Thursday, January 15, 2009

Not comics: Mo Willems has a new book

Mo Willems, the writer/artist responsible for some of my favorite children's books (Don't Let the Pigeon Drive The Bus, the Elephant & Piggie series) has a new book out, entitled Naked Mole Rat Gets Dressed (Hyperion). I wish I could report that it's a great book that you simply must read, but I honestly found it rather disappointing, due in large part to the fact that it has one of the best titles I've ever heard for a children's book that I half-expected the insides to follow suit.

Willems is a pretty great artist, of course, so even his lesser books are always worth checking out. His mole rat design is kinda neat (see the one above), and I really liked the overall design of the book; it's set entirely in naked mole rat turf, and a plain, black line extends horizontally thorughout the wider-than-it-is-tall rectangular book, suggesting underground tunnels. It's a nice bit of suggestion too, because other than that line, and the bits of sand that appear directly beneath characters and objects, the bulk of the pages are empty space. Willems' ability to create characters and suggest emotions in just a few simply lines has always been an extremely impressive, but this is the first of his books I've read in which I've noticed him building a lot out of a very little in terms of the setting.

Some of the standalone images are pretty funny—just the sight of a naked mole rat wearing only socks and breifs and contentedly putting on a pair of pants next to the title, for example—but once you get past the inspired title, there's not a whole lot to latch on to here. (Um, this is a book suggested for readers three and up, and I'm 31-going-on-32, however, so do take this whole post with the appropriate grian of salt; actual children will presumably find a lot more to latch on to than old man Caleb).

This is how the story begins:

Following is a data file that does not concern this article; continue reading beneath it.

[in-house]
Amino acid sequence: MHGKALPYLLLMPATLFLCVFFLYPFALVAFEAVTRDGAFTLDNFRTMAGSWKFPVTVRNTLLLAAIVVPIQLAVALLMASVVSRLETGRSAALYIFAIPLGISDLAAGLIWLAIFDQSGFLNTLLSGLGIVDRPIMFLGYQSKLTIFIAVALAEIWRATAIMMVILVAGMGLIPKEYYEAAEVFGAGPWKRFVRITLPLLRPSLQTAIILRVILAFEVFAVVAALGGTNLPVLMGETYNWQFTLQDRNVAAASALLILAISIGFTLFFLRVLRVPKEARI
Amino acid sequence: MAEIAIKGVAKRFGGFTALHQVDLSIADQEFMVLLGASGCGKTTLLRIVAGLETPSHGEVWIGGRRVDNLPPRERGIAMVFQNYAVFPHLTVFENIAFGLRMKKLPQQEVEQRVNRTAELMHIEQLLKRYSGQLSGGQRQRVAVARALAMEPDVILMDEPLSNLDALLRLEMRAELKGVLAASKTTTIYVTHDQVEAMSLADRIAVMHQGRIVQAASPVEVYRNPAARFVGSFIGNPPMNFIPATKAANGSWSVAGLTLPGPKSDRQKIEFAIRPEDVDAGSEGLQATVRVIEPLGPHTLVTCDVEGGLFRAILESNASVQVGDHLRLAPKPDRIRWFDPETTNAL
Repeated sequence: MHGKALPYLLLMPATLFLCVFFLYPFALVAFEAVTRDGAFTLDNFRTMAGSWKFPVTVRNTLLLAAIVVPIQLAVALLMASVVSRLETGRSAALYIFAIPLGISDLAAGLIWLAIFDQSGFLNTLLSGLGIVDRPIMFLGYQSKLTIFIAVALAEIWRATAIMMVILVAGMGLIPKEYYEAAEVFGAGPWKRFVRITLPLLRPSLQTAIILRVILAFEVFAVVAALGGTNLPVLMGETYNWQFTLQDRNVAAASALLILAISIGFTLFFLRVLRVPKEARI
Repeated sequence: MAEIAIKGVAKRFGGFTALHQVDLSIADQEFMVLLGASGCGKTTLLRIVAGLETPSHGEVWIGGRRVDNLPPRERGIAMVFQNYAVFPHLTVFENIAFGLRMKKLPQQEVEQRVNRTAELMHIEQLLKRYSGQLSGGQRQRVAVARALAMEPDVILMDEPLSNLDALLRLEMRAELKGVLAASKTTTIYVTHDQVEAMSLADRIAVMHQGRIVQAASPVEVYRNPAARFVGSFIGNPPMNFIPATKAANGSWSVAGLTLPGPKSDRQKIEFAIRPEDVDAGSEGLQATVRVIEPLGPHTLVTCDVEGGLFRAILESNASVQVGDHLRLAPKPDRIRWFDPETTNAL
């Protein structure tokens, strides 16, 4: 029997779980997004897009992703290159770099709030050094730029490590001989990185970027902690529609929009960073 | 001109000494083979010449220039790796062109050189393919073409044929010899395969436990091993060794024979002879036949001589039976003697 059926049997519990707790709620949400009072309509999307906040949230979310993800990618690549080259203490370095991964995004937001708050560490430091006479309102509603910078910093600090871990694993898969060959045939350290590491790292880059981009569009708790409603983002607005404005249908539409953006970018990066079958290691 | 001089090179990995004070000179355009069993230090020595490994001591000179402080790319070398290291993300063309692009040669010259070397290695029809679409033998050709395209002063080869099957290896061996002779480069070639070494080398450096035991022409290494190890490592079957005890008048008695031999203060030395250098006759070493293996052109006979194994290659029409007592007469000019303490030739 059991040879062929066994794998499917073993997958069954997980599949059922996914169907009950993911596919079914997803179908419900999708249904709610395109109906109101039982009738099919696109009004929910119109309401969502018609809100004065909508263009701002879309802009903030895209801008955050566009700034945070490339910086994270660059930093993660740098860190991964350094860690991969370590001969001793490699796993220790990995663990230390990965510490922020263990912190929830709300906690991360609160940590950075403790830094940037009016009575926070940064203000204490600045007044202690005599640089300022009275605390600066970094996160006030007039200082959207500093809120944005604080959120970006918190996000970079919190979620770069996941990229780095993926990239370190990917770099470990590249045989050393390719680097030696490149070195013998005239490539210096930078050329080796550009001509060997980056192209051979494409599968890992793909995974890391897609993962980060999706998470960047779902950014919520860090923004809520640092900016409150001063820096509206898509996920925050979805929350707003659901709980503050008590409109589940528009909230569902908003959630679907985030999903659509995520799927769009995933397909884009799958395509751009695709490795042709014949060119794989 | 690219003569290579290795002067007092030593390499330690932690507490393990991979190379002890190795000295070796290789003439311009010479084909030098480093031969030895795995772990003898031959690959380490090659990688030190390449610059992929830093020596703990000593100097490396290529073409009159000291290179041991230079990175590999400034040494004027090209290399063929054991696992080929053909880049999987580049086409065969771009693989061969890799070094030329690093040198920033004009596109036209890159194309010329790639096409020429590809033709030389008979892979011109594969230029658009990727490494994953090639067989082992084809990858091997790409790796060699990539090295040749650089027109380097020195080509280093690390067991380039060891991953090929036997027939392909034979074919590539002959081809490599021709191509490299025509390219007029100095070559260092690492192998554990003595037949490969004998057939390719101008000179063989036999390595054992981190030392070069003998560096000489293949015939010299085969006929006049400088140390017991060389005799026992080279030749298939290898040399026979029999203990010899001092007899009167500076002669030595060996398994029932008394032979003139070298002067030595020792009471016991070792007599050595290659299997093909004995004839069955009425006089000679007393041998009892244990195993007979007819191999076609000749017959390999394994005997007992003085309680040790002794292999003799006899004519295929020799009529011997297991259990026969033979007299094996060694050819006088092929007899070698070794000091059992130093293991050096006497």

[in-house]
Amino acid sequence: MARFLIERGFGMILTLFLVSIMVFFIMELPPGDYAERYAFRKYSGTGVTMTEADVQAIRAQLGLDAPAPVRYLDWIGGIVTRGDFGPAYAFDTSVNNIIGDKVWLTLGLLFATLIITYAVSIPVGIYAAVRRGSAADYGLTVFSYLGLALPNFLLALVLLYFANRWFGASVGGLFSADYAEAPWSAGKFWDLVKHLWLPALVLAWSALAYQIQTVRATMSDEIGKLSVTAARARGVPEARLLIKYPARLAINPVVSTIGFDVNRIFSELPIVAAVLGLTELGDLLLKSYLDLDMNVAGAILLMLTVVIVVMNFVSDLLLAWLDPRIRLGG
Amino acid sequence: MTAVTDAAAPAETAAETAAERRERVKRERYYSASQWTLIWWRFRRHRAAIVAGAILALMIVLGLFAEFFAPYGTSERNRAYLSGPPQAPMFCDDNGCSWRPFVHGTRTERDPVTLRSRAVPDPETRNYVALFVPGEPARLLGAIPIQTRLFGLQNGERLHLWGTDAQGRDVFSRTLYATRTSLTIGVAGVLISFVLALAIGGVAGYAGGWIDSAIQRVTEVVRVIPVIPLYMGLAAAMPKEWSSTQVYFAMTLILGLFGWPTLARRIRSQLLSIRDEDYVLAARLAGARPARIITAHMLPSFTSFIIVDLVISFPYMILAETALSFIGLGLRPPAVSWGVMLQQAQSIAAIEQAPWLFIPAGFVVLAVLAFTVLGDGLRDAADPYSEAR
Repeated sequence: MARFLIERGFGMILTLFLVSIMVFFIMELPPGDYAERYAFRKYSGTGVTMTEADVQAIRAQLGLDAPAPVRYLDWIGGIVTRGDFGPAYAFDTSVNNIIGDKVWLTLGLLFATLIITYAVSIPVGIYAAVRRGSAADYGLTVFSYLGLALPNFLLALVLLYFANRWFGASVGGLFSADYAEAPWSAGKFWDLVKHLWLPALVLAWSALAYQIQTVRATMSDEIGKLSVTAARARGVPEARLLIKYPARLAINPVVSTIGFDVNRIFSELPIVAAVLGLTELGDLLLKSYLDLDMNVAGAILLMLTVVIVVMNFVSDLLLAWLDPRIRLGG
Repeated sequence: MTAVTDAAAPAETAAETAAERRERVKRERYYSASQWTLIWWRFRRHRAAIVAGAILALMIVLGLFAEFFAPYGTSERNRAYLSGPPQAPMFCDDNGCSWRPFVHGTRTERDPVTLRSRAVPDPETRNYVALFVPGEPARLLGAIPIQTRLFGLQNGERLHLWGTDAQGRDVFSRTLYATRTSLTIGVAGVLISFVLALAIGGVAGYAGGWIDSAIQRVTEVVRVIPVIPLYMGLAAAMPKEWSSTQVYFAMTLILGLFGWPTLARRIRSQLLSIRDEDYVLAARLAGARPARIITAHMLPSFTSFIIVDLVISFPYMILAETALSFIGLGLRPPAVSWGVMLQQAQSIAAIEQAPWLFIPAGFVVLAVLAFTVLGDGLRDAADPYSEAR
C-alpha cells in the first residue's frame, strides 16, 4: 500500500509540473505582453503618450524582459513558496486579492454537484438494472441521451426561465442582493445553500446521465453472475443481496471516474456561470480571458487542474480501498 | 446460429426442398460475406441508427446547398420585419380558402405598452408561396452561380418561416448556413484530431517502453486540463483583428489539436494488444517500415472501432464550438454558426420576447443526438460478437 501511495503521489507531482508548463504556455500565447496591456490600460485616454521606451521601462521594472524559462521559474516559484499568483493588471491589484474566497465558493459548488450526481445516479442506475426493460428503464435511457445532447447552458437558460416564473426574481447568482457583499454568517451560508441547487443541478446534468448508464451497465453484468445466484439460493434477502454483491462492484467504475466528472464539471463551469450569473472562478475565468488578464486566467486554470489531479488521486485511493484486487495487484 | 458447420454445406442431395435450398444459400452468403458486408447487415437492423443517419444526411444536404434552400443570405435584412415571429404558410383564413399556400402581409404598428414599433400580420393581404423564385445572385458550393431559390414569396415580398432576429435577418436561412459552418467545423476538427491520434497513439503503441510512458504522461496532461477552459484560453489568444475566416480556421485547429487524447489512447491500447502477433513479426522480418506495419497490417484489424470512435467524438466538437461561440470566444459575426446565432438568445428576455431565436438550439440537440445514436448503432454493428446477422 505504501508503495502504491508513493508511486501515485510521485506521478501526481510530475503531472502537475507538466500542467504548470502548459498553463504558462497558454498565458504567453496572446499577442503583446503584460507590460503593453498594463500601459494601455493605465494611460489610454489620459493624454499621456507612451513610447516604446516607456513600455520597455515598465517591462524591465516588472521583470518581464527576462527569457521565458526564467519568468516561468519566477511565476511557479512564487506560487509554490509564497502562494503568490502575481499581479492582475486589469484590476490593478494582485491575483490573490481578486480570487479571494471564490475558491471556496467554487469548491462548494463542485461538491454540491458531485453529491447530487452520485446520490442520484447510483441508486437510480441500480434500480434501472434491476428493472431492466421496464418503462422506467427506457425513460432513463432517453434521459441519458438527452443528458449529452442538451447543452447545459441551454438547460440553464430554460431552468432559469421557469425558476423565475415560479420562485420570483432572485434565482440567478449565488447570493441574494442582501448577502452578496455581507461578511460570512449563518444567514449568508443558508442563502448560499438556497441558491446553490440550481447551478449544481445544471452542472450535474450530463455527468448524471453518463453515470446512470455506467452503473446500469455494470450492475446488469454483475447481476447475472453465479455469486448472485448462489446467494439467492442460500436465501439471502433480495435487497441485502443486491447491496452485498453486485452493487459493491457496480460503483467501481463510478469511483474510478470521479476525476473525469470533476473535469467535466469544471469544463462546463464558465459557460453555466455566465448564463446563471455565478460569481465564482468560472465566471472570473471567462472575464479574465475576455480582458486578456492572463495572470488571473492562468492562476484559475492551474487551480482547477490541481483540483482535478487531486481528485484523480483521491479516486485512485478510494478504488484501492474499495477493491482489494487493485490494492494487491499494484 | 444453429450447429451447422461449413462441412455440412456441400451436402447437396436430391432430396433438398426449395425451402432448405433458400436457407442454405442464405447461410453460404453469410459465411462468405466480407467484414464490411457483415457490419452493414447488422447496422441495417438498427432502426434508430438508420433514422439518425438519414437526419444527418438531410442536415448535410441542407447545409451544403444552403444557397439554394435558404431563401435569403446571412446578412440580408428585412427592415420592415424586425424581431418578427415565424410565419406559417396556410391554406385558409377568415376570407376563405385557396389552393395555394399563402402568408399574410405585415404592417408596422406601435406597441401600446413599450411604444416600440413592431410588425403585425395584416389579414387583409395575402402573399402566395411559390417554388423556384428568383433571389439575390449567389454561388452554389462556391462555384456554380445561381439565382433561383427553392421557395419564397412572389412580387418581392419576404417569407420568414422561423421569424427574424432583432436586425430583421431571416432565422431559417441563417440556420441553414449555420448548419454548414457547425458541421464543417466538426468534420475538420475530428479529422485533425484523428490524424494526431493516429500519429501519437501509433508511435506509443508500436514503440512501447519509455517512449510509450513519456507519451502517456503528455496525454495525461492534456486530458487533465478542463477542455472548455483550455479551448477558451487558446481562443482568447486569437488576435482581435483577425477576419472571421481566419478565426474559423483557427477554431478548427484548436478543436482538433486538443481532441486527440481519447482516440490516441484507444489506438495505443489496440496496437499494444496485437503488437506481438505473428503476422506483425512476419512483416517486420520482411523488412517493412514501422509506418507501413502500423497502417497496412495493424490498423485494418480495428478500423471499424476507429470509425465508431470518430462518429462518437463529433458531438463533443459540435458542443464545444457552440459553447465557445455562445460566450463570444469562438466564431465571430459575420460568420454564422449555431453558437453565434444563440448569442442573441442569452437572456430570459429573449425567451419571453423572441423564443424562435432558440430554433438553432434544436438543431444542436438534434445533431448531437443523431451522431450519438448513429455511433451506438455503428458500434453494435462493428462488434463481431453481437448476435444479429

There is so much to learn about the fascinating little creatures known as naked mole rats.

But, for this story, you only need to know three things:

1. They are a little bit rat.

2. They are a little bit mole.

3. They are all naked.

So it's off to a great start! There is one exception to item number three, however, and that's, "Wilbur, the naked mole rat who liked to get dressed."

Three naked mole rats walk in on Wilbur, in the middle of tying on a tie in front of a full-length mirror, and they do not like what they see. Clothes are anathema to naked mole rat society, and yet Wilbur loves them. He and his peers lay out their differing points of view over the course of several pages, and they ultimately consult Grand-pah, an old and revered naked mole rat. Grand-pah thinks on the matter for a while, and then tells them to gather all of the naked mole rats together, as he wished to make a proclamation.

The aged naked mole rat arrives wearing clothes, and announces that he had never really thought to try clothes before, but, once he did, he realized there isn't actually anything wrong with clothes, even if they're not for everyone. It all ends with a dance party, and naked mole rat society is changed forever: Some naked mole rats remain naked mole rats, some naked mole rats become clothed mole rats, but all respect each other's choices and have fun dancing together.

It's a nice message of tolerance, and one that's delivered with a light, humorous touch. It may not be Willems' best work, but his merely pretty good is actually pretty great.

To learn more about Wilbur the naked mole rat who likes to get dressed, click here. You can dress Wilbur yourself here. And here's Willems' own blog, which is well worth visiting every once in a while just to see the cool pictures kids give him (Like, check out this Obama).

1 comment:

Evie said...

This Christmas, Aaron and I bought Don't Let the Pigeon Drive the Bus for every baby/small child we needed to buy presents for. This was after we stood in Barnes & Noble reading it out loud multiple times and laughing like fools. I am getting this new book like today, for myself, and seeing Willems' name on the schedule for NYCC was the first thing that got me all excited.